Heads’s up! There’s a new entrant among the many services that form a part of the facility management.
Pest management, or pest control as it was known earlier, has always been part of facility maintenance, but as this sector has modernised its offerings and adopted an integrated approach, it has assumed its rightful place as an equal in the FM pantheon.
Recognising its stature, pest management exhibitors made a spectacular debut at the Clean India Technology Week with their own dedicated pavilion, cementing their importance to FM heads everywhere. On the sidelines of the Expo, veterans and young turks of pest management came together to discuss the application of sustainable principles to pest management, alternatives to pesticides, optimising dosing to prevent wastage and pollution, and the roles of micro-level monitoring and data analysis.
Giridhar Pai, Director, PECOPP: A sustainable pest management program will be quite different. The pest control industry relies mostly on chemical pesticides; customers will now ask us for alternative approaches, how much chemical we use, and how we dispose of the packaging. Beyond chemicals, it’s likely that customers will start asking us to devise methods and create conditions in which we can prevent pests from entering the facility in the first place.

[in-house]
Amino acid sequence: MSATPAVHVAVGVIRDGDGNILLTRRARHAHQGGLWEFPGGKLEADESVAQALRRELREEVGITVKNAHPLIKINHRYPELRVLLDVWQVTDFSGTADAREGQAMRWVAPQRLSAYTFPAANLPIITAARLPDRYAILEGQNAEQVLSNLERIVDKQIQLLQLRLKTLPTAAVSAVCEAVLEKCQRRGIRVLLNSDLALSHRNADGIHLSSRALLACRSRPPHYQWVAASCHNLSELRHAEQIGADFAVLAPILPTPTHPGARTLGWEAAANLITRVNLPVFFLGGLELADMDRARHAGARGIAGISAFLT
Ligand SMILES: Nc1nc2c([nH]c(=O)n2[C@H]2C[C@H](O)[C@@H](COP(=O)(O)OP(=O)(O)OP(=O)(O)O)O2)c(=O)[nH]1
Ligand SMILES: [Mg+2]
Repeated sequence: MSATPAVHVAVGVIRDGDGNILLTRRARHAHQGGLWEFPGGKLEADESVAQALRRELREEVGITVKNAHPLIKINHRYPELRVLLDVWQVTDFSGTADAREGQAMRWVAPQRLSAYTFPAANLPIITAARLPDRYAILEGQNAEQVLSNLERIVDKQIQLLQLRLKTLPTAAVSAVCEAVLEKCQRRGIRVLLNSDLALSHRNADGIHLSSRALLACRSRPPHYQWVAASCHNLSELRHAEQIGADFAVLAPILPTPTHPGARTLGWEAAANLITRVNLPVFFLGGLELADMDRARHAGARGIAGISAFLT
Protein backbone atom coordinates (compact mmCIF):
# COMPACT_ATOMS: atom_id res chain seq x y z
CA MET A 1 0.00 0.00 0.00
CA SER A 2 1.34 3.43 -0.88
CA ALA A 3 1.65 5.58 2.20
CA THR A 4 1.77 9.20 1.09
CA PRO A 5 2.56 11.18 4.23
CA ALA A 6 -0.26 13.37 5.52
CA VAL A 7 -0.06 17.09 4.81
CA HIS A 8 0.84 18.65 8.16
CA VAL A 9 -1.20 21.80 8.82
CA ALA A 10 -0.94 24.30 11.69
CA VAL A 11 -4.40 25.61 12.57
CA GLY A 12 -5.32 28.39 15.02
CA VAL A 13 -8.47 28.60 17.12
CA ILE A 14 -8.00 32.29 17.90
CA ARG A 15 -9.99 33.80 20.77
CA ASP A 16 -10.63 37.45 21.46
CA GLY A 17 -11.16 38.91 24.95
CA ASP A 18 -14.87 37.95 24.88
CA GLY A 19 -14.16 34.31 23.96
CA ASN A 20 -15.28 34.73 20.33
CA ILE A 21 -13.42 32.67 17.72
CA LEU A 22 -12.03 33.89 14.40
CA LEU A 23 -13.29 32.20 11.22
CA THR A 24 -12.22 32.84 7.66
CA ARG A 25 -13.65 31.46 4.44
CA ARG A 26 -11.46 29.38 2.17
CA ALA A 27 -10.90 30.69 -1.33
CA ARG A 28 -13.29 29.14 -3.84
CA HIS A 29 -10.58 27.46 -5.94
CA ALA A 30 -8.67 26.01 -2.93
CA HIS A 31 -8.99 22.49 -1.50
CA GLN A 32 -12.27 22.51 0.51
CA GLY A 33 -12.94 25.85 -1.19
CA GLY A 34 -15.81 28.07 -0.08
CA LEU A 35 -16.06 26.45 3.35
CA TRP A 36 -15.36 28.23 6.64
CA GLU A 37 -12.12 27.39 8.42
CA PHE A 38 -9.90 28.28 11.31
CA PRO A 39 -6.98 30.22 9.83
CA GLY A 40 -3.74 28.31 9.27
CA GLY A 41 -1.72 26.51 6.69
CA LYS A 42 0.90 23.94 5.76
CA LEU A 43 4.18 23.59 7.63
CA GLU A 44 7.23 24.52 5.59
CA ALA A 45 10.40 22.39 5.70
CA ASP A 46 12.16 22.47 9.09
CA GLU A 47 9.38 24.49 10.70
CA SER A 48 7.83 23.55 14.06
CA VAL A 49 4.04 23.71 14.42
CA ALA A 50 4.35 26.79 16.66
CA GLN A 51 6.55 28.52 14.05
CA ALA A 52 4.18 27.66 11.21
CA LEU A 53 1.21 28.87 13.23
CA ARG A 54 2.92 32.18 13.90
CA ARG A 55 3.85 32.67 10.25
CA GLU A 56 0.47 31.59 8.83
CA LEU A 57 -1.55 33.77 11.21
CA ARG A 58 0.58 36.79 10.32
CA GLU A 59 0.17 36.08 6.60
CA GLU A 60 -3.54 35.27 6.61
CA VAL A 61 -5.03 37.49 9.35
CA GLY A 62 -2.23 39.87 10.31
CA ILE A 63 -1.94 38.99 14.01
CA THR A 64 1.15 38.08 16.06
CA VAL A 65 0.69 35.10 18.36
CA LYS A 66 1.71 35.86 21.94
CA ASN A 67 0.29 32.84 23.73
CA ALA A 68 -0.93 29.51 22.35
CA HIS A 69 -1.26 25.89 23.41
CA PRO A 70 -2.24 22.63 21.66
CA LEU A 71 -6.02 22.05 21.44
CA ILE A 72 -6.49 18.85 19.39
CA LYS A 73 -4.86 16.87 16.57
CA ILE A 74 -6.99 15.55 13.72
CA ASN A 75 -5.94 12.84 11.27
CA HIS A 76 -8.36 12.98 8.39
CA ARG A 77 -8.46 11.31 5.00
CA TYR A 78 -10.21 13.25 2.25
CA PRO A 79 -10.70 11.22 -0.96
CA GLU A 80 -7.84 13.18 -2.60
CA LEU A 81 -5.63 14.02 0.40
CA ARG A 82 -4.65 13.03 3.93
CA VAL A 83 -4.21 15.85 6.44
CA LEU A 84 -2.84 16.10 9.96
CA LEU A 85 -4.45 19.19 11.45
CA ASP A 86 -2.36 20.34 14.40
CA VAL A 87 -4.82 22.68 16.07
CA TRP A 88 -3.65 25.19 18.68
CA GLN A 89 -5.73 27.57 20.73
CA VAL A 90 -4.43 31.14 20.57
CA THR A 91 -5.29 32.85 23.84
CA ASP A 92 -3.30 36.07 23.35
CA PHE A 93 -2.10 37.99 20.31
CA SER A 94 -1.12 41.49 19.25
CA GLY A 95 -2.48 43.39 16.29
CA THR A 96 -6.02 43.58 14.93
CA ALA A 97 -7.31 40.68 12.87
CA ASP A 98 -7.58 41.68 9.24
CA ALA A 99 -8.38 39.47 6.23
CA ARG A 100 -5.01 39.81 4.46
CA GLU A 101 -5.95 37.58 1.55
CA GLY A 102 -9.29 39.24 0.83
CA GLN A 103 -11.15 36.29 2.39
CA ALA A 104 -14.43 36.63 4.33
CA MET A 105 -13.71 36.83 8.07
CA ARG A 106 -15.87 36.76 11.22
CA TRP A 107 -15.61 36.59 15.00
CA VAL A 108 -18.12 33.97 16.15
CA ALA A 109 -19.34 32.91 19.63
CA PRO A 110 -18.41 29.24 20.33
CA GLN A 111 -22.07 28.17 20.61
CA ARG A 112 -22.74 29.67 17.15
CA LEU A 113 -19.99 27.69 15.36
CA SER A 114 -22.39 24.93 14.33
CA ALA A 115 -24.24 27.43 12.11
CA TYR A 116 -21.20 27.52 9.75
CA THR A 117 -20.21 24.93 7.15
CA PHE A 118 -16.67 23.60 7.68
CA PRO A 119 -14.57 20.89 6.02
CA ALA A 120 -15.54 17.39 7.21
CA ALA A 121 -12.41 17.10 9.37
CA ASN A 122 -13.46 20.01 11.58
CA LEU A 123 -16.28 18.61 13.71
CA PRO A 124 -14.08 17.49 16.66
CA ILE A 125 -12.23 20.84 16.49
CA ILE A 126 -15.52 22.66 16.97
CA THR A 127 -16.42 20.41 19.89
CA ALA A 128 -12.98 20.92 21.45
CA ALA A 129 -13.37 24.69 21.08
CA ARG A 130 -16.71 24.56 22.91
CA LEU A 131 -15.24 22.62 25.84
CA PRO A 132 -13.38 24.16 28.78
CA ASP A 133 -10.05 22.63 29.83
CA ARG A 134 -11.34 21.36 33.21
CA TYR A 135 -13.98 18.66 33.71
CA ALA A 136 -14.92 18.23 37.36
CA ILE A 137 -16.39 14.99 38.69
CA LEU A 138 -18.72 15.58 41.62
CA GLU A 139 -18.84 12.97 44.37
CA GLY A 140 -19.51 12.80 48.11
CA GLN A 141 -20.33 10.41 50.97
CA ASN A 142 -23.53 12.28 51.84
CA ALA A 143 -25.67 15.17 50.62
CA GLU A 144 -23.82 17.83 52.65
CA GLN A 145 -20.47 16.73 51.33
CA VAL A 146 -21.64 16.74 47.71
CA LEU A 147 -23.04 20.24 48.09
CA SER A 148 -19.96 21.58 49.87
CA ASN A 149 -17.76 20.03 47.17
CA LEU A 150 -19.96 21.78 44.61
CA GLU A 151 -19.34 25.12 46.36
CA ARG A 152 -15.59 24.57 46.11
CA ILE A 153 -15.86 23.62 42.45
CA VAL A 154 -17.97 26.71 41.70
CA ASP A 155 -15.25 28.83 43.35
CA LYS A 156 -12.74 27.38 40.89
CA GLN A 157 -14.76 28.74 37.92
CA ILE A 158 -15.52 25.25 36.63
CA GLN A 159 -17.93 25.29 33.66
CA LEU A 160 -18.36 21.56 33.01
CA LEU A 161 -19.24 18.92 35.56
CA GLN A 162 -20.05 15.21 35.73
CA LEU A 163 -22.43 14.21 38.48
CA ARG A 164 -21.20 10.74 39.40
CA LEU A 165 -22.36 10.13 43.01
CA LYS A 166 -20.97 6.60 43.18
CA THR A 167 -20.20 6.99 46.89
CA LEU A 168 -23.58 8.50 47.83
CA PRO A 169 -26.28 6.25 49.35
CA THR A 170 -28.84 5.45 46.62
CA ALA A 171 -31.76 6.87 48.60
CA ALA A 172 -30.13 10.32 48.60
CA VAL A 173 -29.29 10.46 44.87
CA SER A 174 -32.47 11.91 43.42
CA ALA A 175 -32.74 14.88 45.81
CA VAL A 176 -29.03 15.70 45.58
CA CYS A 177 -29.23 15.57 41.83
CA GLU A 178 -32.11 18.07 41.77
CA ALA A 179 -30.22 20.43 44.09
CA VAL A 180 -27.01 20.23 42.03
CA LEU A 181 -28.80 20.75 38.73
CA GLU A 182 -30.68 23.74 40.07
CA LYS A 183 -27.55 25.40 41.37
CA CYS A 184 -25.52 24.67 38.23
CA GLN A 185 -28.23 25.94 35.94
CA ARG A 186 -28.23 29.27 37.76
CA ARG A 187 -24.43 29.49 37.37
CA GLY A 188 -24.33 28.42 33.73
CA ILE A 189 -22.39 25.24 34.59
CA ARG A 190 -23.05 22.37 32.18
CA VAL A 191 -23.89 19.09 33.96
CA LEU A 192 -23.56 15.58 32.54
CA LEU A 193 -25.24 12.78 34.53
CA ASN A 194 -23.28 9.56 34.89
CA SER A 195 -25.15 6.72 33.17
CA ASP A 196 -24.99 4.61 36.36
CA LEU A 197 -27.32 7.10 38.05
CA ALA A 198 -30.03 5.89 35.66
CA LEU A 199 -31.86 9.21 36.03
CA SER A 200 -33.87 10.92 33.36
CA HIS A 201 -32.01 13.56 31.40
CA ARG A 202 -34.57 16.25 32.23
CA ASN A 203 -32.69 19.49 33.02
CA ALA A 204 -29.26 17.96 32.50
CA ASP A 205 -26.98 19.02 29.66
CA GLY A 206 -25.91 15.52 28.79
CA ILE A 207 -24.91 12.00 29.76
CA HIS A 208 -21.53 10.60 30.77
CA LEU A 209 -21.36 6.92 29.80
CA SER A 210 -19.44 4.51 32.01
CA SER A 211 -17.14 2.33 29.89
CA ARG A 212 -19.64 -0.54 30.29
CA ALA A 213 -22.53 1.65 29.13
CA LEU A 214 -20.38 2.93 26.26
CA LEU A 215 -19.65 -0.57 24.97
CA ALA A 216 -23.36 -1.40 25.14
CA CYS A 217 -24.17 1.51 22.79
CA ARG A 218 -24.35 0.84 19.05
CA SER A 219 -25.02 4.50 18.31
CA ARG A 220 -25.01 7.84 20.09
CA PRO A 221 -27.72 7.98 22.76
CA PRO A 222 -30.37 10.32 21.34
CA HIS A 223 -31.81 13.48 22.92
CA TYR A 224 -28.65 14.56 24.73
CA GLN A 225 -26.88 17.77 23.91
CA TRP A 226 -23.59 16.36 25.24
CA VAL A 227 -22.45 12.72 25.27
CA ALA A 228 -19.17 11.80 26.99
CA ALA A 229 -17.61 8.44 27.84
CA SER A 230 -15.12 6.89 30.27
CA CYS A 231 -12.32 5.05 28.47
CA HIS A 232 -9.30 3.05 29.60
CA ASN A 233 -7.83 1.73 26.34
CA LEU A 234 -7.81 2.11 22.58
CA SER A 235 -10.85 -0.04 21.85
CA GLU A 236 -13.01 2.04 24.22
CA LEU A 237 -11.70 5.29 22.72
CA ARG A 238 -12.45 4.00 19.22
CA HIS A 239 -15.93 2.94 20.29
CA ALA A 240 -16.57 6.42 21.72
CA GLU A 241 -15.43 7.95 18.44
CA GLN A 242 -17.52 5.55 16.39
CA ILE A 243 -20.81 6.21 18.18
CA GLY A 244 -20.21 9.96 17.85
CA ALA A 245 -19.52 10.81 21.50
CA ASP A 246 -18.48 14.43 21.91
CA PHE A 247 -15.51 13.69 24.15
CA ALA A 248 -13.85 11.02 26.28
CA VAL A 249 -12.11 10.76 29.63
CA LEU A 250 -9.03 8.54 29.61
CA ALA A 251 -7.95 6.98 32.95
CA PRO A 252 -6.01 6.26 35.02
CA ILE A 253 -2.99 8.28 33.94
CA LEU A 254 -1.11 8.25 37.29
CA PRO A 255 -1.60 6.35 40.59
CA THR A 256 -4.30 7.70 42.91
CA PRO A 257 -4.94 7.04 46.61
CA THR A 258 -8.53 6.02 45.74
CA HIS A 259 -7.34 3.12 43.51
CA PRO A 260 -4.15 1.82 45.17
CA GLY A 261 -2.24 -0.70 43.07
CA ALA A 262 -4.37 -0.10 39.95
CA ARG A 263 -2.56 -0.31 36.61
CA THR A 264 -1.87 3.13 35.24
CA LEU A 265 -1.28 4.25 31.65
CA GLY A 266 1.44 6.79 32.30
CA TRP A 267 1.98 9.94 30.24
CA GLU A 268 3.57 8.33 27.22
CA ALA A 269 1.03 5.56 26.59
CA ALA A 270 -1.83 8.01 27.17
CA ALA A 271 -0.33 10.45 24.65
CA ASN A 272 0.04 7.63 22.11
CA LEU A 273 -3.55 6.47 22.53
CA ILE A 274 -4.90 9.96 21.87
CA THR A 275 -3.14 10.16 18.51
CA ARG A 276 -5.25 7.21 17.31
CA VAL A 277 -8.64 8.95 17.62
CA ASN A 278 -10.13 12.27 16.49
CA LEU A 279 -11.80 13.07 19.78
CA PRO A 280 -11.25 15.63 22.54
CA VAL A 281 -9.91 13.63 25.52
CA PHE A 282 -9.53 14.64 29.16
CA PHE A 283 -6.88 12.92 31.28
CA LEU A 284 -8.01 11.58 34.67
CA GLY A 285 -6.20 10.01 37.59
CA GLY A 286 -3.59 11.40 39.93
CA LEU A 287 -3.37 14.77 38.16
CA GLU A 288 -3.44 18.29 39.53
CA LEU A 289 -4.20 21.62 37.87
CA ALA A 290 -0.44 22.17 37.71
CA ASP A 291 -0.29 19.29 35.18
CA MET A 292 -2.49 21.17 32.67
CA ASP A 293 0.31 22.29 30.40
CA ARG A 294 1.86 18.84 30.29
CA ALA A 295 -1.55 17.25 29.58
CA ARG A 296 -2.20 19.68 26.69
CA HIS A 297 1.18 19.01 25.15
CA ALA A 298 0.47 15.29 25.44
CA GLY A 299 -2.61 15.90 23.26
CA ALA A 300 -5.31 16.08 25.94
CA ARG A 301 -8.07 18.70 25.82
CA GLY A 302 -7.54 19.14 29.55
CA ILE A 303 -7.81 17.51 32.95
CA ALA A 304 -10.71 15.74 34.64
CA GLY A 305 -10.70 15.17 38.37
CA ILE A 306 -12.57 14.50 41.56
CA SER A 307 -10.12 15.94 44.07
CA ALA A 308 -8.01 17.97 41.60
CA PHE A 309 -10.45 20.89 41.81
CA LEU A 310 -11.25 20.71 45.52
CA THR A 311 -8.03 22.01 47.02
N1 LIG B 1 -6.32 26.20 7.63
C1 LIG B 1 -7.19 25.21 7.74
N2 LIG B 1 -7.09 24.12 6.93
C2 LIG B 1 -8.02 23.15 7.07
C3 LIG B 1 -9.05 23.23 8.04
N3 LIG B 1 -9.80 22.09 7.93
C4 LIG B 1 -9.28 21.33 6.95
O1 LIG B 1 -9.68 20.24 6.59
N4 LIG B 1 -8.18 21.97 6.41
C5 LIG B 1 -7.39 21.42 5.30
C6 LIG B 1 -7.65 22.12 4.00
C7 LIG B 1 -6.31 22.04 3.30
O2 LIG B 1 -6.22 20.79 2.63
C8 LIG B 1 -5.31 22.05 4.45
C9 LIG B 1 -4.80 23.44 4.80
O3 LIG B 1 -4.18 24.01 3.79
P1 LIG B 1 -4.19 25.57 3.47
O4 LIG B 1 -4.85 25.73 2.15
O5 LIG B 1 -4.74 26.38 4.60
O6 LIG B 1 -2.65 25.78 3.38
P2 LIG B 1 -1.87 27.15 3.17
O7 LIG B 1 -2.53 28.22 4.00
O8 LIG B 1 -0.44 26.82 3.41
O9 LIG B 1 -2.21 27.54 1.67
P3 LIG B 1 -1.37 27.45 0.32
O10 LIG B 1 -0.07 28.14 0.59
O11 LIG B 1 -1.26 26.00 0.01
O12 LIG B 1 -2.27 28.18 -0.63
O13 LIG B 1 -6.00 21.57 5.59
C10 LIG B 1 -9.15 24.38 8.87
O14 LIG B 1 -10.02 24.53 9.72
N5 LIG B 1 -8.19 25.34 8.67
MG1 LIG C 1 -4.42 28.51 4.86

Recently, when I visited a customer’s site, I learnt that they are a zero waste facility (extending to pest management), which means no waste – either solid or liquid – is sent out of their factory gate. If we are a pest controller in such a factory, we will have to devise methods with which we can comply with such a stipulation.